Islam’s deepest roots in the Russian Federation are in Dagestan. Islam reached the Caspian seaside city of Derbent during the 7th and 8th centuries when Arab invasions spread north. Dagestan is now considered both Russia’s most ethnically diverse republic and the region where Islam is most deeply rooted. More than 90 percent of the population is Muslim – 97 percent are Sunni and 3 percent are Shia. Sufism, which emphasizes the mystical dimension of Islam has long been practiced in the North Caucasus and is deeply entwined with Dagestani identity. Sufis are more successfully integrated into Dagestan’s secular system; their spiritual boards have become semi-government institutions. The practice of Sufism was banned during the Soviet era, but as Soviet rule eroded under the perestroika era of the 1980s, Sufism revived.
At the end of the Soviet era, some religious students took advantage of the new policy of open borders to study in the Middle East, bringing back Salafism, which they perceived as a “purer” Islam.
Salafis maintain that God is sovereign and that Muslims should submit only to Islamic law and adhere to no institutions with an ideological basis other than the Quran and Sunnah. Salafi condemnation of moral degradation, social injustice, and a corrupt religious and political system has resonated with many Dagestanis, especially unemployed and disillusioned young people. Salafis assert the oneness of God. They are also critical of Sufis, whom they consider allies of the government and whose religious practices include adherence to mysticism and veneration of saints regarded as idolatrous by Salafis.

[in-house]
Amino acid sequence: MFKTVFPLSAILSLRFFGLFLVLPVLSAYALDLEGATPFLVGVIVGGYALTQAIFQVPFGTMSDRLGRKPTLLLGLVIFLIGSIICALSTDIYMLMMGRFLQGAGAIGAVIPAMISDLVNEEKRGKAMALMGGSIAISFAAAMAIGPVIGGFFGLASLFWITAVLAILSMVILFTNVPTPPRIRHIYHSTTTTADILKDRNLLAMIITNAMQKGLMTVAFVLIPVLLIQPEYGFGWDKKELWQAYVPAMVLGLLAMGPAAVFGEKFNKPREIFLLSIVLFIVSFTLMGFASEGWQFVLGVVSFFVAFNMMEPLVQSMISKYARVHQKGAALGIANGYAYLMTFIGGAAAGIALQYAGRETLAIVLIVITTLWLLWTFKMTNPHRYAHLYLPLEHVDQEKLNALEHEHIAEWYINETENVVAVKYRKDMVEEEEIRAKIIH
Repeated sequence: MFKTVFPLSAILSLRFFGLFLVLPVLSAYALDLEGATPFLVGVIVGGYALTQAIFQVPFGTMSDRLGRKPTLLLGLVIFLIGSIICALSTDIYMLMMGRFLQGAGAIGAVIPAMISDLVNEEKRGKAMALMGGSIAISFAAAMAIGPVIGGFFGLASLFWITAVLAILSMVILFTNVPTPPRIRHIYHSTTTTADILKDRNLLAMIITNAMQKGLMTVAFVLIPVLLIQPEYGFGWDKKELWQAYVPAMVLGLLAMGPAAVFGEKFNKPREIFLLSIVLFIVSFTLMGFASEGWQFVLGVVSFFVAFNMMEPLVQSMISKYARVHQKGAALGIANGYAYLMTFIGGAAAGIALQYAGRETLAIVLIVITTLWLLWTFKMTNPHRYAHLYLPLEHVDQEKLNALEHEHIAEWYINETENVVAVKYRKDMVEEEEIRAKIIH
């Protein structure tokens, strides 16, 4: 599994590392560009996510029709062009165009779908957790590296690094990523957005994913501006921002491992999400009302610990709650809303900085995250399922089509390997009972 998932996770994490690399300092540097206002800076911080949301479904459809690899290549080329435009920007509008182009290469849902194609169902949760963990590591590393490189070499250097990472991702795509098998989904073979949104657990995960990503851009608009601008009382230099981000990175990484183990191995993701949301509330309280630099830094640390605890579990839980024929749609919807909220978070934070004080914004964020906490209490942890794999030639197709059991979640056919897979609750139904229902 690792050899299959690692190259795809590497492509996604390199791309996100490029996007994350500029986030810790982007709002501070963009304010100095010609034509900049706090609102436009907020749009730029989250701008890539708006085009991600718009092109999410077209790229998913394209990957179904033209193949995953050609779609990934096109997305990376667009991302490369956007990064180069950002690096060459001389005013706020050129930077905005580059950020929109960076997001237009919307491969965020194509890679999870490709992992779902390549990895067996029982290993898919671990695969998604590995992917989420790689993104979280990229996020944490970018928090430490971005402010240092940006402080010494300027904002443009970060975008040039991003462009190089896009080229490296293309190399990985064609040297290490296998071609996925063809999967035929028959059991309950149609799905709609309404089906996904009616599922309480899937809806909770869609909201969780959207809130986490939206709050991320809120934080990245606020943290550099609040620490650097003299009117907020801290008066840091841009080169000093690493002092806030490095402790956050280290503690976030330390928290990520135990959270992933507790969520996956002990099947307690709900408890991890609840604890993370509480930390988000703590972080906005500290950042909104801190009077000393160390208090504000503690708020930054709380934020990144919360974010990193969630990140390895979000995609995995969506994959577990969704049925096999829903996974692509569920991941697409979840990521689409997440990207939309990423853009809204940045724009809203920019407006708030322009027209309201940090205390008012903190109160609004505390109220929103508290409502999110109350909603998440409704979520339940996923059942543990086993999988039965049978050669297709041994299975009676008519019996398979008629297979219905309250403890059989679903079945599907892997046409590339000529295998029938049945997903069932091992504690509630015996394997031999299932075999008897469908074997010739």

Salafism is now followed in other regions of the North Caucasus as well. Federal and local authorities broadly consider Salafi Muslims as radicals and often referred to them as Wahhabis, a term widely employed with pejorative connotations to designate dissident Islamic movements and militants inspired by radical Islam.
The Rise of Islamic Militancy and the 1999 Incursion from Chechnya
Islamist militancy in Dagestan rose in the mid-1990’s, when links developed between Chechen separatist warlords and Dagestan’s Salafi religious community.